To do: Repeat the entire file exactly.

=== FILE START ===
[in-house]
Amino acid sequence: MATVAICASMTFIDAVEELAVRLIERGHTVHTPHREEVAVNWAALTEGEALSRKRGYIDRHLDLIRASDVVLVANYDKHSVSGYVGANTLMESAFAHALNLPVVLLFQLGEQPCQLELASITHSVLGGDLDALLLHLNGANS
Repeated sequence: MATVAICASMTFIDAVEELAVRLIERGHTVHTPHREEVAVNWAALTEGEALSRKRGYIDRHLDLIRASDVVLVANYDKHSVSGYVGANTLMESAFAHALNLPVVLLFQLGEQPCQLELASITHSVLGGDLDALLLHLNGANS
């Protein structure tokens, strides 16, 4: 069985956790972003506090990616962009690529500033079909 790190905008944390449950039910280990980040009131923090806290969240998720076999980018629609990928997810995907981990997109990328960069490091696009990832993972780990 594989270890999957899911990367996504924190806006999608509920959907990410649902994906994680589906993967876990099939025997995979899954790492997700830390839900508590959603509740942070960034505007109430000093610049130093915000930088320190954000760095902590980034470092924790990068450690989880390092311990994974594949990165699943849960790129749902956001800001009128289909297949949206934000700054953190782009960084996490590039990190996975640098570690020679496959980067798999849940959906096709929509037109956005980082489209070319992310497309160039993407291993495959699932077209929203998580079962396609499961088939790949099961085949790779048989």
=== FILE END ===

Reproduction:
[in-house]
Amino acid sequence: MATVAICASMTFIDAVEELAVRLIERGHTVHTPHREEVAVNWAALTEGEALSRKRGYIDRHLDLIRASDVVLVANYDKHSVSGYVGANTLMESAFAHALNLPVVLLFQLGEQPCQLELASITHSVLGGDLDALLLHLNGANS
Repeated sequence: MATVAICASMTFIDAVEELAVRLIERGHTVHTPHREEVAVNWAALTEGEALSRKRGYIDRHLDLIRASDVVLVANYDKHSVSGYVGANTLMESAFAHALNLPVVLLFQLGEQPCQLELASITHSVLGGDLDALLLHLNGANS
């Protein structure tokens, strides 16, 4: 069985956790972003506090990616962009690529500033079909 790190905008944390449950039910280990980040009131923090806290969240998720076999980018629609990928997810995907981990997109990328960069490091696009990832993972780990 594989270890999957899911990367996504924190806006999608509920959907990410649902994906994680589906993967876990099939025997995979899954790492997700830390839900508590959603509740942070960034505007109430000093610049130093915000930088320190954000760095902590980034470092924790990068450690989880390092311990994974594949990165699943849960790129749902956001800001009128289909297949949206934000700054953190782009960084996490590039990190996975640098570690020679496959980067798999849940959906096709929509037109956005980082489209070319992310497309160039993407291993495959699932077209929203998580079962396609499961088939790949099961085949790779048989």